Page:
Sunday, August 19, 2012

One more step towards a complete collection.......

A few weeks ago, a Michter's collector contacted me and asked if I had any interest in his collection. He was moving, and didn't want to have to take all of his decanters with him. When he told me what he had, I had to buy some of it. I wish I could have bought the whole collection, but since I like to pay what is fair, it didn't leave me quite enough in the budget to buy the whole thing. So I bought what I needed to fill the gaps in my collection. In the photo you see everything I purchased from him-

-Michter's 1.75L glass bottle lamp
-Michter's apron
-Michter's napkins
-Michter's information books
-1.75L glass bottle
-3 empty 750ML glass bottles (One has a gold Christmas package box with it)
-750ML glass 101 bottle with Christmas box
-1 Liter glass bottle
-2 200ML glass bottles (One empty, one full)
-375ML glass bottle
-101 proof "Tall jug" decanter
-Cobalt blue Quarter Whiskey bottle

A big thank you to Tom for these great pieces!

If you would be interested in purchasing some of Tom's other pieces (He's got lots more good stuff!!), contact me privately and I will send you his email address. Tom is a great guy and wants to see his stuff go to good homes where they will be appreciated!







As a second part of this note- I am proud to announce that my Michter's collection will soon become part of a distillery's museum. I will be involved with this distillery and the creation of the museum as well. More information coming soon! Stay tuned!

Monday, August 13, 2012

A Michter's Update....

So while in the area today, a friend and I decided to stop by the Michter's site. Since the site is now owned by Lebanon Farms Disposal (See the article from the Lebanon Daily News a few posts back), I did not want to set foot on the property without permission. We drove down to the Lebanon Farms office and asked if we could walk around and take some pictures. The receptionist there was very nice and made a call to see if it was allowable. Unfortunately, with the condition of the buildings, we were not granted permission to go on the site. From the years of neglect- I think I termed it "...no regard for American history..." in my video in a previous post- the buildings are in sad, sad shape- the three warehouses at the top of the hill  and the grain drying building had even collapsed by the time LFD bought the property. The buildings that remain are pretty shaky too. It would not surprise me if the fermenting building and column building were torn down as well. Back when I still had access to the property through Dwight Hostetter, the only good buildings on the site were the original still house and Warehouse A, which Dwight had secured and re-roofed. While it is sad and upsetting for me to see the site slowly scrapped and dismantled, I've come to terms with it as of late and understand it must be done for the safety of the local area. I would love to see at least the still house saved. To me, that is the epitome of Michter's and a nice building to restore and use. As they say though- "All good things must come to an end."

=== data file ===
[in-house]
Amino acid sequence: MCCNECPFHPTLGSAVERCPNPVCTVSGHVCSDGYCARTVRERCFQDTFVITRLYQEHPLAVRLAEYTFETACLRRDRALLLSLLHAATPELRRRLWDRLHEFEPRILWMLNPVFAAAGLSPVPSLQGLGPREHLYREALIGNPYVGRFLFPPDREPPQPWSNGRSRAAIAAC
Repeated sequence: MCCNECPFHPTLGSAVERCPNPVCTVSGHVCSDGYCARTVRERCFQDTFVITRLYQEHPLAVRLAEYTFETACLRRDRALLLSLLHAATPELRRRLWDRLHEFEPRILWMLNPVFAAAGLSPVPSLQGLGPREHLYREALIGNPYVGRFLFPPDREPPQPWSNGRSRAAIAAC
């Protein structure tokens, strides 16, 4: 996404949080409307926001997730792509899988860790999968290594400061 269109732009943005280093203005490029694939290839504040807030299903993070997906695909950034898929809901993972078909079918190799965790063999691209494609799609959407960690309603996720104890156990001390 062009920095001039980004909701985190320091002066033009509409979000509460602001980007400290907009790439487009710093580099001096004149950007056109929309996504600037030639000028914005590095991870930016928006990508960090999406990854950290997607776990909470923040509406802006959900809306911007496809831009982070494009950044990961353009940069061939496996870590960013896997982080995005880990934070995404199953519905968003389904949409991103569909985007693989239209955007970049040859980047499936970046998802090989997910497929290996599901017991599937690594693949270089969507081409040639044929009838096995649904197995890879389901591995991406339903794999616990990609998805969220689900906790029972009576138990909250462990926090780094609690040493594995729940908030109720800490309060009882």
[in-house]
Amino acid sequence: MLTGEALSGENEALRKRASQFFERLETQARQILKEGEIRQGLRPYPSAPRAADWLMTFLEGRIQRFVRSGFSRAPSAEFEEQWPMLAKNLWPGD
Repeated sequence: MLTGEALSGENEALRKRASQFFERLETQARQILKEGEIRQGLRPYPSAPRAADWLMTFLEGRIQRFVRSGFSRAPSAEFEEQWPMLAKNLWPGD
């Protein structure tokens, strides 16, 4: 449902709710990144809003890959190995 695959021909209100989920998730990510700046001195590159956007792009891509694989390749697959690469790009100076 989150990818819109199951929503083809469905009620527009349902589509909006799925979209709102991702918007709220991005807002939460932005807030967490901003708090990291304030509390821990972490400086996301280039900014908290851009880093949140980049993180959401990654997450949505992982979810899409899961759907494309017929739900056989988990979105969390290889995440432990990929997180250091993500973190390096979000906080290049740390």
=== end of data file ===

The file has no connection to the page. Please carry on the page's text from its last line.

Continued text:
Saturday, June 23, 2012

And the number dwindles....

I received word this past week about the passing of a Michter's employee. Elaine Stoll called me to tell me that Tom Cuttle, 74, had been killed in a vehicle accident in Schaefferstown over the weekend. According to Dick Stoll, Tom was the Storekeeper-Gauger at Pennco/Michter's. Due to that position at the distillery, he was trained and became an agent for the Bureau of Alcohol Tobacco and Firearms. Dick remembered Tom as being a great guy and said they both were good friends during their years together. Tom went on to open a beer distributor in Lebanon after his years at Pennco/Michter's. I never knew or met Tom, but I wish I had. I'm sure just like Dick and Elaine, he was a great man with great stories and a kind heart. The Michter's community has lost another great person.

Monday, May 28, 2012

The USC Football Decanter Arrives........

Thanks to some great people in Hot Springs, AR, I now have a USC football decanter! So without further introductions and ramblings, here is a photo of the full set of "football on a tee" decanters released by Michter's:


Sunday, May 20, 2012

So what exactly is left of Michter's...........

Here's a short video shot entirely from the public road by me of the destruction that has come to Michter's.

video




As I mention in the video, this is just one more historic site in the Susquehanna Valley that we've now lost. This area is truly becoming the black hole of culture and history. Not only have we all but entirely erased our rich Pennsylvania Dutch heritage, now we're destroying the few remnants of the agricultural economy on which this whole area was built upon. As the influx of "outsiders" continues into this area, I have a fear that our heritage in this area will some day be completely erased. So I have at least set out to preserve one little sliver of it, and I hope that I can continue with my quest to save Eastern Pennsylvania's distilling history!

Thursday, May 3, 2012

A failed experiment.......

Today was the day I decided to end a "failed" experiment. On November 11th, 2011, I filled small charred oak liter and 2 liter barrels with some Heaven Hill Trybox Rye. It was unaged, 125 proof right off the still in Kentucky. Here, about a week short of 6 months, I poured the barrels out to see what had happened to the whiskey aging inside. As you'll notice from the photo, the whiskey has certainly changed color! Note that it looks very similar to a whiskey that was aged for a decade or more. The flavor is another story. Even though it has picked up the color and tannin flavors of the oak, the hot, yeasty, bread-like notes of the unaged whiskey are all still present and powerful. The rye is unfortunately not pleasant at all to drink and will probably be mixed or used for cooking. A failed experiment to age my own whiskey. Or was it?